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Center for Children's Books announces 2008 Gryphon winners

Andrea Lynn, Humanities Editor

Billy Tartle
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Rufus the Scrub
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Click photo to enlarge


CHAMPAIGN, Ill. — “Billy Tartle in Say Cheese!” has won the 2008 Gryphon Award for Children’s Literature. The book for readers ages 4 to 8 was written and illustrated by Michael Townsend, and is his debut as a children’s author.

The Gryphon Award, which includes a $1,000 prize, is given annually by the Center for Children’s Books at the University of Illinois. The center is a unit of the Graduate School of Library and Information Science.

The prize is awarded to the author of an outstanding English language work of fiction or non-fiction for which the primary audience is children in kindergarten through fourth grade. The title chosen best exemplifies “those qualities that successfully bridge the gap in difficulty between books for reading aloud to children and books for practiced readers,” said Christine Jenkins, director of the Center for Children’s Books and a GSLIS professor.

According to Jenkins, “Billy Tartle” (Knopf, July 2007) “is a compelling and humorous anti-boredom fantasy of the ultimate school picture day told in an exuberant graphic novel format.”

“School picture day is fast approaching,” Jenkins said, “and Billy Tartle is determined to liven up the otherwise tense-but-staid elementary school event. He and his mother visit the barber, but his dream haircut – ‘it should have 5 points … oh, and it must be pink’ – is nixed. As the undaunted Billy’s Plan B takes shape, young readers will keep turning the pages as they follow his energetic, subversive and ultimately successful plan to make his class picture really really special.”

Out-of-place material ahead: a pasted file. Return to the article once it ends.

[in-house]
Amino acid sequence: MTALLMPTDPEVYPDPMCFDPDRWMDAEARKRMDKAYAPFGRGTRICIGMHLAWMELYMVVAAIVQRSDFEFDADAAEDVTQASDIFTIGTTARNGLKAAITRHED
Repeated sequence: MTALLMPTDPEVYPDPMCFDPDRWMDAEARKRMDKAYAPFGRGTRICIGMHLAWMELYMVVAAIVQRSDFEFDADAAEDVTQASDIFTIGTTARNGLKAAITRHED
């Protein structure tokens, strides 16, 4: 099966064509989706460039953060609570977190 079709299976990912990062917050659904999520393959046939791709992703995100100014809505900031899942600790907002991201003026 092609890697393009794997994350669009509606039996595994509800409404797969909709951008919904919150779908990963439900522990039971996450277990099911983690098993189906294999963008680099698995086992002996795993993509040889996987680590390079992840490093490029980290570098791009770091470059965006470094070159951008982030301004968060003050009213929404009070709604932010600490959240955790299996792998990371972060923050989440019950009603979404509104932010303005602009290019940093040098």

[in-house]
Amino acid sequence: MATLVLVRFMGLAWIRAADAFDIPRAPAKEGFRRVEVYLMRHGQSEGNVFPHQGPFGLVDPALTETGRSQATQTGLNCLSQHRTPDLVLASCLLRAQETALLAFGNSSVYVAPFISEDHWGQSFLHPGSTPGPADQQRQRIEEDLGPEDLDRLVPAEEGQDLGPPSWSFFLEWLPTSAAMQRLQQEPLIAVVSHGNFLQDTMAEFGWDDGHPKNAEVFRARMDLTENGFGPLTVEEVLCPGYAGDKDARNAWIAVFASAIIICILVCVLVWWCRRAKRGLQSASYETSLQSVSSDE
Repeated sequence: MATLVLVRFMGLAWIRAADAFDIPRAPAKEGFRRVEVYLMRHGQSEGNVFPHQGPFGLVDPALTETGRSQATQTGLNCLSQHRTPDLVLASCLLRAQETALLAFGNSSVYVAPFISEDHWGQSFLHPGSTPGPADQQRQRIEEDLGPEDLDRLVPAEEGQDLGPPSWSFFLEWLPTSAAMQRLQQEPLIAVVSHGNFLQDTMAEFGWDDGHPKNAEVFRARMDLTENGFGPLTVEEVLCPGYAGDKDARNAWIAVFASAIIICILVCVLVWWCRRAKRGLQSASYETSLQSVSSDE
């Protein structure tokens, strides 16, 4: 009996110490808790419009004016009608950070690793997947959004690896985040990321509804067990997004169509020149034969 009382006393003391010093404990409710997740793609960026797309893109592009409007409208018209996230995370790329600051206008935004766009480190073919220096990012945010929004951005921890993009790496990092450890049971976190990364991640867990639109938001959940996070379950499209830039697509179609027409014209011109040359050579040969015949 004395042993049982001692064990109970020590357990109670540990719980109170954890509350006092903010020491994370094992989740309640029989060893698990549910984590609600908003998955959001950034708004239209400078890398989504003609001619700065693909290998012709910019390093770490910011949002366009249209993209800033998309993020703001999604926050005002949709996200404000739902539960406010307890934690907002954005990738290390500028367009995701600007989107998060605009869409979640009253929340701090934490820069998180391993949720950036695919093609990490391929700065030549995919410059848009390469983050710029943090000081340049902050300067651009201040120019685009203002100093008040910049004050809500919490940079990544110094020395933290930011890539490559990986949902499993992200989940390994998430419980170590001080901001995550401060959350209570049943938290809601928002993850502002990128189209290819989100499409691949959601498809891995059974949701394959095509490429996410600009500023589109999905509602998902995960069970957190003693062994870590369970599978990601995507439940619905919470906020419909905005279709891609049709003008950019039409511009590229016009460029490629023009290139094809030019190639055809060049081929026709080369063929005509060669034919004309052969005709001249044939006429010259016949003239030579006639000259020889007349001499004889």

Two Gryphon “Honors” winners also were named: “Rufus the Scrub Does Not Wear a Tutu,” by Jamie McEwan, illustrated by John Margeson; and “Spiders,” written and illustrated by Nic Bishop.

“Taken together, these books represent a diversity of genres, styles and formats that will appeal to a broad range of young readers,” Jenkins said.

According to Jenkins, “Rufus the Scrub” tells of a young would-be football player benched by his clumsiness until he makes a bold leap into ballet lessons. Rufus successfully defies his teasing teammates and his skills finally enable him to make the winning play.

“This is a familiar story,” Jenkins said, “the inept novice making good through skilled instruction and ‘practice, practice, practice’ – made fresh and funny in the telling.”

“Spiders” begins: “Spiders were hunting long before lions and tigers. They were hunting even before Tyrannosaurus rex.”

This book is “an absorbing account of 15 different varieties of spiders illustrated with Bishop’s arresting and colorful photos of spiders in action – crawling, jumping, spinning, capturing, devouring, molting and doing many other spidery activities.”

The Gryphon Award was established in 2004 as a way to focus attention on transitional reading – “an area of literature for youth that, despite its importance to the successful transition of children from new readers to independent lifelong readers – does not receive the critical recognition it deserves,” Jenkins said.

The award committee consists of members drawn from the youth services faculty of GSLIS, the editorial staff of the Bulletin of the Center for Children’s Books, local public and school librarians, and the library and education community at large.

To learn more about the award and previous winners go to

The award is sponsored by the Center for Children’s Books and funded by the Center for Children’s Books Outreach Endowment Fund. Income from the endowed fund supports outreach activities for the CCB in general and the Gryphon Award for children’s literature.

Gifts may be made to the fund at or by contacting Diana Stroud at the GSLIS Office of Advancement, at 217-244-9577 or